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The Fall of Troy (book 1 - 6)   

As when a hunter mid the forest-brakes
Is by a boar or grim-jawed lion slain,
And now his sorrowing friends take up the corse,
And bear it heavy-hearted; and the hounds
Follow low-whimpering, pining for their lord
In that disastrous hunting lost; so they
Left far behind that stricken field of blood,
And fast they followed after those swift winds

With multitudinous moaning, veiled in mist
Unearthly. Trojans over all the plain
And Danaans marvelled, seeing that great host
Vanishing with their King. All hearts stood still
In dumb amazement. But the tireless winds
Sighing set hero Memnon's giant corpse
Down by the deep flow of Aesopus' stream,
Where is a fair grove of the bright-haired Nymphs,
The which round his long barrow afterward
Aesopus' daughters planted, screening it
With many and manifold trees: and long and loud
Wailed those Immortals, chanting his renown,
The son of the Dawn-goddess splendour-throned.

Now sank the sun: the Lady of the Morn
Wailing her dear child from the heavens came down.
Twelve maidens shining-tressed attended her,
The warders of the high paths of the sun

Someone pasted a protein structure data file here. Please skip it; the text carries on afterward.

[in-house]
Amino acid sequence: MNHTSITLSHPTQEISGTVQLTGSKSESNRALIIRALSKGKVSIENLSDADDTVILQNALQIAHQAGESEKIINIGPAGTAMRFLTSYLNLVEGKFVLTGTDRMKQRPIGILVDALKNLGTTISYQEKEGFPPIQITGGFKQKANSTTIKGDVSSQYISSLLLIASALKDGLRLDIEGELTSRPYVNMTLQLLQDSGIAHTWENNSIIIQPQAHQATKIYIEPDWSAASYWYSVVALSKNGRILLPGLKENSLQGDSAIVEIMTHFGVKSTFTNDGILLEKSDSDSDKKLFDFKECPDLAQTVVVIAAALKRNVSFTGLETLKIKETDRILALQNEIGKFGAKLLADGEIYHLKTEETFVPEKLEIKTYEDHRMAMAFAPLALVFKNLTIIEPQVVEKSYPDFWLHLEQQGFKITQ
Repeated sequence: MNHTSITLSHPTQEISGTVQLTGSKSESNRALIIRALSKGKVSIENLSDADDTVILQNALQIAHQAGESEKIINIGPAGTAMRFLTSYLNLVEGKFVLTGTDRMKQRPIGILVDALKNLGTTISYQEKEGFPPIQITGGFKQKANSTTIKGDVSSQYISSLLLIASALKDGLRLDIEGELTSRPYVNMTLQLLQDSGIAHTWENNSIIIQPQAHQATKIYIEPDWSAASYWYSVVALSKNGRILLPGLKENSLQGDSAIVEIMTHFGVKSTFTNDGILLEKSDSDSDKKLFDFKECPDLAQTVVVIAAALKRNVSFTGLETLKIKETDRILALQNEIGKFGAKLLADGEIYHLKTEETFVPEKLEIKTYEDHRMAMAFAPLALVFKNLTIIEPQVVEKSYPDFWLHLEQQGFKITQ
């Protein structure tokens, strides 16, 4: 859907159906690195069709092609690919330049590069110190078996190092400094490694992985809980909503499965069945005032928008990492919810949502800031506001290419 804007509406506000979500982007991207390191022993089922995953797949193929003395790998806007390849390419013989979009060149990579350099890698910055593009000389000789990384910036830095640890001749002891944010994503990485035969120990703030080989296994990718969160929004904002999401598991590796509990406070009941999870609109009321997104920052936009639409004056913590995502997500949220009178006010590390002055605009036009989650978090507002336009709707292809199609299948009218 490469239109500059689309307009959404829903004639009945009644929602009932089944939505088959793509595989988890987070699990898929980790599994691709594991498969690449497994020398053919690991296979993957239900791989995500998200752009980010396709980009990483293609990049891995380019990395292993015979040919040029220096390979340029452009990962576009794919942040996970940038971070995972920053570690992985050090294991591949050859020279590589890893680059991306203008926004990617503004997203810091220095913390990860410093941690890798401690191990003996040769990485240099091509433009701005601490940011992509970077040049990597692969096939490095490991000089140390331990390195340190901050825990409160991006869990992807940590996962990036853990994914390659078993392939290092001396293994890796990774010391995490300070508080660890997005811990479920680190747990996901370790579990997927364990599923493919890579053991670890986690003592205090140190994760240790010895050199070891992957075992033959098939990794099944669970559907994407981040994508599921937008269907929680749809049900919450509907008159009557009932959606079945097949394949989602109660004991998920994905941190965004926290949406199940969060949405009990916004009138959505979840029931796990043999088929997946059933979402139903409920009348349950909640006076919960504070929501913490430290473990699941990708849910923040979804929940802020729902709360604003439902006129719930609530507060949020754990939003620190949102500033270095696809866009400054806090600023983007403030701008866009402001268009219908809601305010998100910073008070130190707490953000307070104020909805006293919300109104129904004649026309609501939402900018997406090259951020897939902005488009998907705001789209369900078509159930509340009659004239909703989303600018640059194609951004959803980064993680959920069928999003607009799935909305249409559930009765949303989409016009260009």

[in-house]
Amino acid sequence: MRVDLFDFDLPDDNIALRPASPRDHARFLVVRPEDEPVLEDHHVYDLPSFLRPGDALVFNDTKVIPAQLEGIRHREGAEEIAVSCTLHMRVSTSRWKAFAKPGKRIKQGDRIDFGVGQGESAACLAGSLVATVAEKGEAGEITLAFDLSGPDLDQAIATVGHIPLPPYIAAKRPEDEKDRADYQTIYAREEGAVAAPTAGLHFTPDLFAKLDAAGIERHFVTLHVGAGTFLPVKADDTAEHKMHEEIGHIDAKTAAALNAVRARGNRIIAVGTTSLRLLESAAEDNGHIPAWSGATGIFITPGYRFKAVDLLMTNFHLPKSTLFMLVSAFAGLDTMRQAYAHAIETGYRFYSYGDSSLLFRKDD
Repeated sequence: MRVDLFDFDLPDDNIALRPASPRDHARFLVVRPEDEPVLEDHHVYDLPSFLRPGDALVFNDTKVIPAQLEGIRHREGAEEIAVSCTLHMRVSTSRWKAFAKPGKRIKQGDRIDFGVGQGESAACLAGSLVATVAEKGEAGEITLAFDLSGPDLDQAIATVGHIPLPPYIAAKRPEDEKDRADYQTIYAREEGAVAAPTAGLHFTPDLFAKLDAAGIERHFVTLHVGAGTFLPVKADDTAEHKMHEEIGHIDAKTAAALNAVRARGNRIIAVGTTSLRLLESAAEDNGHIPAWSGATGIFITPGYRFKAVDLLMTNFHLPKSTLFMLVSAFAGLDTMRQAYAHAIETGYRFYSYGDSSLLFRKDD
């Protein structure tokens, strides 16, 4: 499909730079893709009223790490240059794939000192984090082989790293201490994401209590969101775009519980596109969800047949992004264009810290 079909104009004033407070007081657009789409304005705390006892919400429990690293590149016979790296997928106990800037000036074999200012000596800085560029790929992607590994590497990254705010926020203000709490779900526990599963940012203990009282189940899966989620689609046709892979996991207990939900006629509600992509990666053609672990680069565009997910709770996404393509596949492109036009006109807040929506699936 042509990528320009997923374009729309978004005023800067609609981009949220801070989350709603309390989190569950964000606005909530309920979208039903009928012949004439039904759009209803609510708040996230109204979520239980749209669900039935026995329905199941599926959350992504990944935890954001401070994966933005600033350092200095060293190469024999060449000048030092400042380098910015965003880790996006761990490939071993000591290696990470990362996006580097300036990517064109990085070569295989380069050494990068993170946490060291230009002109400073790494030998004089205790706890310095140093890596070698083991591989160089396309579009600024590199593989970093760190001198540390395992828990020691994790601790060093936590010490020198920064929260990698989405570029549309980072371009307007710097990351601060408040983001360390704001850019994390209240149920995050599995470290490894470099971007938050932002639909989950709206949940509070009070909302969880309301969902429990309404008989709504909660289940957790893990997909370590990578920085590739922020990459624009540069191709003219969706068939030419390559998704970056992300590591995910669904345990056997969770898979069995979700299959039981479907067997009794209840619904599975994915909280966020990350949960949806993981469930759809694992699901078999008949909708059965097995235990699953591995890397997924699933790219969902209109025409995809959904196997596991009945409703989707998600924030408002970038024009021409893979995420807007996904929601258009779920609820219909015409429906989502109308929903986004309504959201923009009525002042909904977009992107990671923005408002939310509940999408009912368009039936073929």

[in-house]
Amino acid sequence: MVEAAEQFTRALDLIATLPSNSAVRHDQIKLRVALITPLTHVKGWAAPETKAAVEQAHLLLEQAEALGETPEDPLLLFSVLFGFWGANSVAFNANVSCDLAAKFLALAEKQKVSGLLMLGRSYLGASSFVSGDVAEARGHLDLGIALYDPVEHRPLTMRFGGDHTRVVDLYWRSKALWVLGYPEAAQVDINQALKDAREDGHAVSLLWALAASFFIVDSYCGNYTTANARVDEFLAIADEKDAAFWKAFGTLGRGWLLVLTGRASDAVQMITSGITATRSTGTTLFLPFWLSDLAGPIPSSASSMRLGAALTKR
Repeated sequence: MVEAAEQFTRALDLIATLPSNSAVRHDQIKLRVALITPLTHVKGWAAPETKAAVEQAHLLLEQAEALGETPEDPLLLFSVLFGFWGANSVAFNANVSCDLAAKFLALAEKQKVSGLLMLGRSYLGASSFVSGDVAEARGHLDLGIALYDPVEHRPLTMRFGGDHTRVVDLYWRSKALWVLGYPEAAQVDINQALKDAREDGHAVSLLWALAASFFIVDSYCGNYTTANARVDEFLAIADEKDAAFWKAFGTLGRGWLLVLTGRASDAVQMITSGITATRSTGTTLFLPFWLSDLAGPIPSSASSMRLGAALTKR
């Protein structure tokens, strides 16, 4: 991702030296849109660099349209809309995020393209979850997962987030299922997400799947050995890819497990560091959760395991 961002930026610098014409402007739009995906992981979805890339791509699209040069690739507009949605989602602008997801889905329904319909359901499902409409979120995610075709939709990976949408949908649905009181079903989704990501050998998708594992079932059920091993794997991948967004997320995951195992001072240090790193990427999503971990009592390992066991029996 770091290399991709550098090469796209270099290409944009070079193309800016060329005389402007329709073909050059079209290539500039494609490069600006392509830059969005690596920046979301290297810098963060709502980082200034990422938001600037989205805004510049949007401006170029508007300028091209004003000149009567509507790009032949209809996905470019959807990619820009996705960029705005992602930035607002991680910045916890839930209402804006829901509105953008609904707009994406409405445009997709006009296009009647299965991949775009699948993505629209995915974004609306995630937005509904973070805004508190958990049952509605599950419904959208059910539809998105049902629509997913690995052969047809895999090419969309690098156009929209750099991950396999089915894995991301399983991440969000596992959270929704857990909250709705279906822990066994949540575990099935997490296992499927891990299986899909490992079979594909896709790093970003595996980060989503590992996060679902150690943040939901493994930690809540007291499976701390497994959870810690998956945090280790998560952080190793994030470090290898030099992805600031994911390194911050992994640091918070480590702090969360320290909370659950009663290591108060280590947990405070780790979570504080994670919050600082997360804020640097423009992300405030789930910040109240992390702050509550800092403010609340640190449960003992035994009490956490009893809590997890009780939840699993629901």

For ever circling, warders of the night
And dawn, and each world-ordinance framed of Zeus,
Around whose mansion's everlasting doors
From east to west they dance, from west to east,
Whirling the wheels of harvest-laden years,
While rolls the endless round of winter's cold,
And flowery spring, and lovely summer-tide,
And heavy-clustered autumn. These came down
From heaven, for Memnon wailing wild and high;
And mourned with these the Pleiads. Echoed round
Far-stretching mountains, and Aesopus' stream.
Ceaseless uprose the keen, and in their midst,
Fallen on her son and clasping, wailed the Dawn;
"Dead art thou, dear, dear child, and thou hast clad
Thy mother with a pall of grief. Oh, I,
Now thou art slain, will not endure to light
The Immortal Heavenly Ones! No, I will plunge
Down to the dread depths of the underworld,
Where thy lone spirit flitteth to and fro,
And will to blind night leave earth, sky, and sea,
Till Chaos and formless darkness brood o'er all,
That Cronos' Son may also learn what means
Anguish of heart. For not less worship-worthy
Than Nereus' Child, by Zeus's ordinance,
Am I, who look on all things, I, who bring
All to their consummation. Recklessly
My light Zeus now despiseth! Therefore I
Will pass into the darkness. Let him bring
Up to Olympus Thetis from the sea
To hold for him light forth to Gods and men!
My sad soul loveth darkness more than day,
Lest I pour light upon thy slayer's head"

Thus as she cried, the tears ran down her face
Immortal, like a river brimming aye:
Drenched was the dark earth round the corse. The Night
Grieved in her daughter's anguish, and the heaven

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